Why this teacher says it's important to talk about Colorado's Latino history

As we continue our Hispanic Heritage Month series, we learn of a program that's changing the way Colorado students see history.

This story is part of 9NEWS' series on Hispanic Heritage Month. Explore all our stories here

BOULDER - Brenda Ortiz Torres knows what it’s like to feel excluded in school.

“I’m Mexican. And in elementary school, I didn’t feel like I belonged,” she said. “I was too different and I didn’t want to be me.”

She doesn’t want other students to feel that way. That’s why, as she works on getting her teaching certificate and finishing her psychology degree, she’s already developed a plan for her students. Part of that plan involves a four-day workshop that Torres took this summer alongside other teachers from Boulder Valley and beyond.

“What I want to take away from this workshop is how to empower my students and how to make them feel included and wanted,” she said.

The workshop is part of the Boulder County Latino History project. It focuses on more than a century of history from Latinos who lived in Boulder, Lafayette and Longmont. The lessons are not meant to take the place of other school curriculum, but rather to be incorporated into any lesson, so that all students have a chance of seeing themselves reflected in a lesson.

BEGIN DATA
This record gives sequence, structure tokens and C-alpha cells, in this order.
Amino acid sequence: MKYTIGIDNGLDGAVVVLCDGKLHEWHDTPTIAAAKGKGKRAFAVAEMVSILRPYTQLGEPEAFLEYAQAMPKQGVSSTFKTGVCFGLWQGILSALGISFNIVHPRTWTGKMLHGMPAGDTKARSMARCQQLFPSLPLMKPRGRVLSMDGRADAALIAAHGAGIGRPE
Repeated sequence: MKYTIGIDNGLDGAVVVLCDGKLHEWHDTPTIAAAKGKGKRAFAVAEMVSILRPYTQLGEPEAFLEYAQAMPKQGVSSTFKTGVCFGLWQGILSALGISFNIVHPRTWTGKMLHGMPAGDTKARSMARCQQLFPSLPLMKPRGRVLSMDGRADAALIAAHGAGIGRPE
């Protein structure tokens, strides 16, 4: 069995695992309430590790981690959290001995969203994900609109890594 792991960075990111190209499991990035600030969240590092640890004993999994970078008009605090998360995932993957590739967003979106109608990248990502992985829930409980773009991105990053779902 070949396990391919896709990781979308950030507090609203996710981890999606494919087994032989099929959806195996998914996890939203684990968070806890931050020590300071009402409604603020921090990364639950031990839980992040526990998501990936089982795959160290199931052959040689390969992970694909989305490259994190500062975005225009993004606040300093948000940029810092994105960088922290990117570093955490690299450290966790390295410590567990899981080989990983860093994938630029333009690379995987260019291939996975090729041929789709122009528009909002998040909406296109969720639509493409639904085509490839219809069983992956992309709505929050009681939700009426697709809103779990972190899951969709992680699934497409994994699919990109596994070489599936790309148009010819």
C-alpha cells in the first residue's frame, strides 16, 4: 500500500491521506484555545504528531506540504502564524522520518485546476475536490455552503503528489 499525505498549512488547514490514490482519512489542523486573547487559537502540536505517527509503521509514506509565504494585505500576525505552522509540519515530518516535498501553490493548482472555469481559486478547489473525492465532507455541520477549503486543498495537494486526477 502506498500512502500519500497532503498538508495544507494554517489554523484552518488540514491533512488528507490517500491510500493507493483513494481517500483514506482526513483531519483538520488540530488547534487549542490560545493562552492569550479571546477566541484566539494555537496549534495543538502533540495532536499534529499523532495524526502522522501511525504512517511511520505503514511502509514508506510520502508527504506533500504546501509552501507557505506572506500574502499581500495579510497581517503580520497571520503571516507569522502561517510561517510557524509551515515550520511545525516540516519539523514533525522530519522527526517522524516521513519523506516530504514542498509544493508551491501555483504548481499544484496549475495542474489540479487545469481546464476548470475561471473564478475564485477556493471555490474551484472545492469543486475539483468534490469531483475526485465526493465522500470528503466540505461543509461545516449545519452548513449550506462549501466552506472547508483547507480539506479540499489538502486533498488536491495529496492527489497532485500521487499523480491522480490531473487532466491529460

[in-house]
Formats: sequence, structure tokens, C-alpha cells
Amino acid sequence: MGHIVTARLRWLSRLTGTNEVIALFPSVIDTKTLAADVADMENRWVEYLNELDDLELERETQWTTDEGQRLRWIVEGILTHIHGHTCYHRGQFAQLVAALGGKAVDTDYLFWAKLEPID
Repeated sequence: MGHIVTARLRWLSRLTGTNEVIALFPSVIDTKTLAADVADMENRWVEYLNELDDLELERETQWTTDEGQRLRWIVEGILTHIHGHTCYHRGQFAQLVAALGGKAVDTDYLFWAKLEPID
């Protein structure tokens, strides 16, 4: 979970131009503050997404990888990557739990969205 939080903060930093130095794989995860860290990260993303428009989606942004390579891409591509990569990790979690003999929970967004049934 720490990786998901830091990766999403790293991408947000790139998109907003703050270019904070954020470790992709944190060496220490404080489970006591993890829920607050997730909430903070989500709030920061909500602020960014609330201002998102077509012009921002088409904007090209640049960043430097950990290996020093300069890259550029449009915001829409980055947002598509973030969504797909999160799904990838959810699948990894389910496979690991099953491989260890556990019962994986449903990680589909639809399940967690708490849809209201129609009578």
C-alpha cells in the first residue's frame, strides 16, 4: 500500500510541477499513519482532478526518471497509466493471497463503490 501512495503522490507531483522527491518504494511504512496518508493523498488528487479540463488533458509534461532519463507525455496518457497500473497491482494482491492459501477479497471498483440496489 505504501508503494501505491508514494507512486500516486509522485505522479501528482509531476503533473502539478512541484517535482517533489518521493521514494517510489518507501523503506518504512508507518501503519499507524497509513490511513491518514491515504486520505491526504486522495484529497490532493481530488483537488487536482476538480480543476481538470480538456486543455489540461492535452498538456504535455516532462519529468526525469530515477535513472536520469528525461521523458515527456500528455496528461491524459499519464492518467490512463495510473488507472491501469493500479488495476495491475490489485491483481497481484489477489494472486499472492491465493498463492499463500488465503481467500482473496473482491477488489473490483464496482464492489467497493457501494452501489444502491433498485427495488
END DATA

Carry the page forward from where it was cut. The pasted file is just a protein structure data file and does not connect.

“I think we hear, traditionally, about the dominant culture in schools. And, of course, I include that (in lessons) as well. But it’s nice to have these tie-ins from local history…It brings everybody together I think, which is awesome,” said Cara Luchies, a teacher at Trail Ridge Middle School in Longmont.

The curriculum features oral history interviews from as far back as 1900. St. Vrain and Boulder Valley teachers also collaborated to create a database of lessons that can be incorporated into any subject.

Funding for the four-day teacher workshop is provided by the two school districts as well as the University of Colorado. Teachers who have incorporated the lessons see the difference it can make not only in kids’ knowledge, but in their confidence.

“I think it empowers the kids,” Luchies said. “And they deserve to have a diverse curriculum that makes them feel more engaged in learning. So they can not only be better learners, but also increase their academic achievement.”

“We realized the very first day (of school) that this was probably the best decision we could have made,” said Evelyn Firman who co-teaches a class at Peak to Peak Charter School with another teacher, Betsy Leach.

Leach views the information as not just a history lesson.

“[We want to] give them a history to understand that it’s not just personal, this is a historical legacy and a lot of tools for activism and using your voice,” Leach said. 

To learn more about the Boulder County Latino History Project, click here

© 2017 KUSA-TV


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